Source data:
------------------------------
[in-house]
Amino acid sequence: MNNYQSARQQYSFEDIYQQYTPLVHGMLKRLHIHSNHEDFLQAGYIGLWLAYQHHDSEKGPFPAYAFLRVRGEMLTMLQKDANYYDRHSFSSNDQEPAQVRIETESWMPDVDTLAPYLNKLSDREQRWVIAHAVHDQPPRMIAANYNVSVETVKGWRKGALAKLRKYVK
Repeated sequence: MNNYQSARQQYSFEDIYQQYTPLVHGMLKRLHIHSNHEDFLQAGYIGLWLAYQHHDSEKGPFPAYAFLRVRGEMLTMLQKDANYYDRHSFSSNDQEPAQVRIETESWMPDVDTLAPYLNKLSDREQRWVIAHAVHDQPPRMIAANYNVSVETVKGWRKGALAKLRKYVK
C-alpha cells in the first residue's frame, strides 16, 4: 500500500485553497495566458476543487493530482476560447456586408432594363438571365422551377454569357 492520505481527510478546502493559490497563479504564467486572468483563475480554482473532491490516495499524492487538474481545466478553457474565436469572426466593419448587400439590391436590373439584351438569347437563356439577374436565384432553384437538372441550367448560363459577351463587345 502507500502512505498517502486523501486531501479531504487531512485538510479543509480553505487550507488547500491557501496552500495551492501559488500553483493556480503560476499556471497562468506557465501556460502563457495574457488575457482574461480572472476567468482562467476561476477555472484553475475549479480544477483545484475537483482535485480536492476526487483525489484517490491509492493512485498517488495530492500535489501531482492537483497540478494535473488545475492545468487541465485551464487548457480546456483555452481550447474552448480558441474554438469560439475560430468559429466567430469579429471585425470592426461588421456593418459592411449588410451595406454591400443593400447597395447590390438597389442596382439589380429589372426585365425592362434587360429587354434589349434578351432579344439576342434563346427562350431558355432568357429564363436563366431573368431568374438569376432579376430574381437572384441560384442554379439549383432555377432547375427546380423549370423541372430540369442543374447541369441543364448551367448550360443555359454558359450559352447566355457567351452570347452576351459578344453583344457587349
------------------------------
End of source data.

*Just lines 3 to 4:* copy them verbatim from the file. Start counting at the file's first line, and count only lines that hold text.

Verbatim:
Repeated sequence: MNNYQSARQQYSFEDIYQQYTPLVHGMLKRLHIHSNHEDFLQAGYIGLWLAYQHHDSEKGPFPAYAFLRVRGEMLTMLQKDANYYDRHSFSSNDQEPAQVRIETESWMPDVDTLAPYLNKLSDREQRWVIAHAVHDQPPRMIAANYNVSVETVKGWRKGALAKLRKYVK
C-alpha cells in the first residue's frame, strides 16, 4: 500500500485553497495566458476543487493530482476560447456586408432594363438571365422551377454569357 492520505481527510478546502493559490497563479504564467486572468483563475480554482473532491490516495499524492487538474481545466478553457474565436469572426466593419448587400439590391436590373439584351438569347437563356439577374436565384432553384437538372441550367448560363459577351463587345 502507500502512505498517502486523501486531501479531504487531512485538510479543509480553505487550507488547500491557501496552500495551492501559488500553483493556480503560476499556471497562468506557465501556460502563457495574457488575457482574461480572472476567468482562467476561476477555472484553475475549479480544477483545484475537483482535485480536492476526487483525489484517490491509492493512485498517488495530492500535489501531482492537483497540478494535473488545475492545468487541465485551464487548457480546456483555452481550447474552448480558441474554438469560439475560430468559429466567430469579429471585425470592426461588421456593418459592411449588410451595406454591400443593400447597395447590390438597389442596382439589380429589372426585365425592362434587360429587354434589349434578351432579344439576342434563346427562350431558355432568357429564363436563366431573368431568374438569376432579376430574381437572384441560384442554379439549383432555377432547375427546380423549370423541372430540369442543374447541369441543364448551367448550360443555359454558359450559352447566355457567351452570347452576351459578344453583344457587349